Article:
Recently I popped over to the barn hoping to squeeze in an afternoon ride. Storm clouds were gathering, but I thought I might have some fun before the rain started. Or perhaps the forecasted thunderstorms might go around us, as they so often do here in the valley where I live.
But as I was leading my mare, Sally, into the barn for her pre-ride grooming, the first few raindrops began to fall. The storm blew up quickly. Within seconds, trees were swaying in the wind. Thunder boomed and lightning forked across the sky. I decided it was far safer to stay put than to try to make it to my car.
As the storm continued to gather steam, the cracks of thunder drew close. The trees swayed lower to the ground. I cringed as I watched a sapling break over the fence of my riding arena. Rain pelted the tin barn roof, drowning out all other sounds. I had left my phone in the car. Only the two of us were in the barn, a point of calm in a raging storm.
I unclipped Sally from the cross ties and backed her deeper into the barn. To keep both of us calm I began talking to her of nonsensical things. I brushed her coat, braided her mane and fed her cookies. She sighed, lowered her head and rested a hind leg. The storm continued outside the barn, but inside a sort of spell had descended upon us—a connection deeper than the day to day. Still bound by the spell I looked back up the aisle and saw the cross ties, and it brought back a bittersweet memory.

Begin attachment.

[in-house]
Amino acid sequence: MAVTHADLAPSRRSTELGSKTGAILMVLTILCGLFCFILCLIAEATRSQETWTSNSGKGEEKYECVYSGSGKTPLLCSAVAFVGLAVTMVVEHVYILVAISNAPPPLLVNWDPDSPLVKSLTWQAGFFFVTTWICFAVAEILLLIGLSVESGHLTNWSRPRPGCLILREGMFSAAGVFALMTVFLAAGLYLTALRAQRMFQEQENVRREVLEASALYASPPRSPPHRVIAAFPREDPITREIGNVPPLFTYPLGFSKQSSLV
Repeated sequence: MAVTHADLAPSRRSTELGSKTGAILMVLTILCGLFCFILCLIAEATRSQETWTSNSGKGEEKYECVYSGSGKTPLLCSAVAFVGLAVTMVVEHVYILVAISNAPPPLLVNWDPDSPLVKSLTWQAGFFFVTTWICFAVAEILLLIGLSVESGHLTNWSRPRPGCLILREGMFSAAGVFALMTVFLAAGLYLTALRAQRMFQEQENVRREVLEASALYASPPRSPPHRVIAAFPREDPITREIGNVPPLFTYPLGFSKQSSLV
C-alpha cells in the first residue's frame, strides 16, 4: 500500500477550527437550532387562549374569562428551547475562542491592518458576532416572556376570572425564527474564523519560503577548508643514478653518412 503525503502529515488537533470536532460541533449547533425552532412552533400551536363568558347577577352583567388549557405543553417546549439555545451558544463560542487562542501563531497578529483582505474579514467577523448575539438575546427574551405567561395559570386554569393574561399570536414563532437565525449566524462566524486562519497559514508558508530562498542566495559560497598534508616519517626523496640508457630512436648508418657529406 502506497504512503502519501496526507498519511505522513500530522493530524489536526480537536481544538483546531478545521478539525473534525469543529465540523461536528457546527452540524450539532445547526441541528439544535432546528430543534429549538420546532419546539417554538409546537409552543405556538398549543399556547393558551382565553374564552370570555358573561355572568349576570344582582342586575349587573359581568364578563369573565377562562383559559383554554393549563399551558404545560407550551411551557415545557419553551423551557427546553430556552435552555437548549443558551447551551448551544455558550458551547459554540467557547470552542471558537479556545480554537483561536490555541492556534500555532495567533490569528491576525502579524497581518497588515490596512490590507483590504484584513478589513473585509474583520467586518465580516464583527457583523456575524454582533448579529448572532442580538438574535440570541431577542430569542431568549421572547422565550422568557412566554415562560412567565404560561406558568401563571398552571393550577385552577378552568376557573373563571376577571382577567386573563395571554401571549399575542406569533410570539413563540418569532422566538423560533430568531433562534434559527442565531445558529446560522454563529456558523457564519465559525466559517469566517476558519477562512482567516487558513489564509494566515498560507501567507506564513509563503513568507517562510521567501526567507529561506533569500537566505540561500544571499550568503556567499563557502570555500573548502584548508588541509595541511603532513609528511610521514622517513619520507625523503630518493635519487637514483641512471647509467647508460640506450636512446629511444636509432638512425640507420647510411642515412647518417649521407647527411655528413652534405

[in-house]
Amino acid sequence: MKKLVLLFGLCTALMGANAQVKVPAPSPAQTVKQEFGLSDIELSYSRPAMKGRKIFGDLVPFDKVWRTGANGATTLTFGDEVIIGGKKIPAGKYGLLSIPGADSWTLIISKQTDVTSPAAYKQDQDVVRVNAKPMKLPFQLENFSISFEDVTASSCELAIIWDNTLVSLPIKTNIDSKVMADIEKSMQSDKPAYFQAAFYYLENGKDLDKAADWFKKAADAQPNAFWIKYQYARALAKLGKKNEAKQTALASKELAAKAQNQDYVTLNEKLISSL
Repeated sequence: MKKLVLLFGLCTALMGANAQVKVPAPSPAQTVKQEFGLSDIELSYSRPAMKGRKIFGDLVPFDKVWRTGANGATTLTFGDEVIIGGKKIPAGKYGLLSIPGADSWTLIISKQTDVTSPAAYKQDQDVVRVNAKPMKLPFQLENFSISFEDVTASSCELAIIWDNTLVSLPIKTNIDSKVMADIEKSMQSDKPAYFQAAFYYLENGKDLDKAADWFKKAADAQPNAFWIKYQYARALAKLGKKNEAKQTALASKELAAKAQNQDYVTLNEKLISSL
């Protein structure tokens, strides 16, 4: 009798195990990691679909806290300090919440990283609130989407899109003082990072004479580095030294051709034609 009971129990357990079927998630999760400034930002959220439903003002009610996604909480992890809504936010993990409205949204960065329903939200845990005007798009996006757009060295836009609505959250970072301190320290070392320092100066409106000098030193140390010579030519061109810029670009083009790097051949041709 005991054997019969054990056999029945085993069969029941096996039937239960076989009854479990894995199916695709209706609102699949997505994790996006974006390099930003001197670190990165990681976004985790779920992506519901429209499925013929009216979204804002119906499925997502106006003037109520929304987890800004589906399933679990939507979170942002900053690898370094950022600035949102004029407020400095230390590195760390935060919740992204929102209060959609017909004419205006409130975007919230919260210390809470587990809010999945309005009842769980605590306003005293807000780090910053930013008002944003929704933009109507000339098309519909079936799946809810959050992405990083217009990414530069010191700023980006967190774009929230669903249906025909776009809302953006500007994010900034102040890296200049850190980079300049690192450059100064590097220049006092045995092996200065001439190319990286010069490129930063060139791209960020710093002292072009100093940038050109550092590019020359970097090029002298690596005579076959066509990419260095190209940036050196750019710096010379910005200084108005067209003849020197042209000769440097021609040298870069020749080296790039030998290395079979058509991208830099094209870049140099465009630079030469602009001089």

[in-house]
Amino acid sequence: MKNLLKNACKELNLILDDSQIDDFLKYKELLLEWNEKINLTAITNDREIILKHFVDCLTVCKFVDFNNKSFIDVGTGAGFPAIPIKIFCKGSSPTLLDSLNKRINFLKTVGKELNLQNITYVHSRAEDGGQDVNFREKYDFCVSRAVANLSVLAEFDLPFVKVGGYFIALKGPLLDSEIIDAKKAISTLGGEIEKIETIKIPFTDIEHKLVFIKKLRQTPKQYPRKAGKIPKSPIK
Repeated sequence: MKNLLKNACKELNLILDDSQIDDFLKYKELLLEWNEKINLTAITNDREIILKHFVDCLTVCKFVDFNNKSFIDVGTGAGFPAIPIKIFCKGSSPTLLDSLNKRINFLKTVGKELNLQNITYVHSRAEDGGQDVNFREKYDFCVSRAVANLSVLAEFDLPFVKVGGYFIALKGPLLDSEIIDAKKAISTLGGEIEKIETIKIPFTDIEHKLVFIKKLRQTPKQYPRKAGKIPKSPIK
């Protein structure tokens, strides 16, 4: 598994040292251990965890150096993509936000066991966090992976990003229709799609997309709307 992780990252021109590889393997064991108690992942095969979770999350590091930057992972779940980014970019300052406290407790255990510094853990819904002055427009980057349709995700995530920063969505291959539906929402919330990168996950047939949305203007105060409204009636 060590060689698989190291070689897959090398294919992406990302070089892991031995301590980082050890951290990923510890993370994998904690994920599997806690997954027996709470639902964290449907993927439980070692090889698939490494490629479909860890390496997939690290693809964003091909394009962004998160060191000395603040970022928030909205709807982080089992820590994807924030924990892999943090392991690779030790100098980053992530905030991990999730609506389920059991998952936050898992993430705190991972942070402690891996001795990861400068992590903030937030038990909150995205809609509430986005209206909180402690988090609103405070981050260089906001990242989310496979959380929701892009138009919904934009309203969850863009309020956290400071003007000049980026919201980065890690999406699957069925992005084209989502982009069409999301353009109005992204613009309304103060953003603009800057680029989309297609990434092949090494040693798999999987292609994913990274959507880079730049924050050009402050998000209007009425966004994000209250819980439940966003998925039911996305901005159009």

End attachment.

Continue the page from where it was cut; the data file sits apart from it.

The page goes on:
Four years before, a different horse stood in those cross ties while I said my last goodbyes. He had been my once-in-a-lifetime horse. Common sense tells me that he must have had his faults, but if he did, I never saw them. He was athletic, with automatic lead changes, and his joy in jumping was second to none. I’d met him when I was 16, and he and I shared a bond for 25 years.
Sally, purchased to replace him upon his retirement, was different in so many ways. Although I have loved her for many years now, I suddenly realized that nearly every conversation I have ever had about her compared her to my gelding. My heart sank a little when I realized that the comparison was seldom favorable to her. Her lead changes had to come from cues, for example. She jumped because I asked her to, not because she especially enjoyed it.
As I mulled over these thoughts, I realized that I had to let my old horse go, and that it was OK for Sally to be different. In fact, she has special traits of her own, not the least of which is a sweetness and kindness foretold in the depths of her large, dark eyes. A patient mount for beginning riders, she is also a trusted companion on long trail rides and a forgiver of mistakes. My heart swells as I realize that she doesn’t have to be like my old horse to be perfect just the way she is.
As the storm subsided into a gentle rain, the spell was broken. I hated to see the moment end. We had been standing together for nearly an hour, and dusk was gathering. Our ride would have to wait until tomorrow. I returned Sally to her lot, slipped off her halter and gave her a quick pat on her neck. She whinnied, anxious for her feed. As I wrapped up my evening chores and prepared to leave, I was not upset by the change in plans. Instead, I was grateful for the special time with the mare I now know is my second once-in-a-lifetime horse.
This article was originally published the February 2016 issue, Volume #473 of EQUUS magazine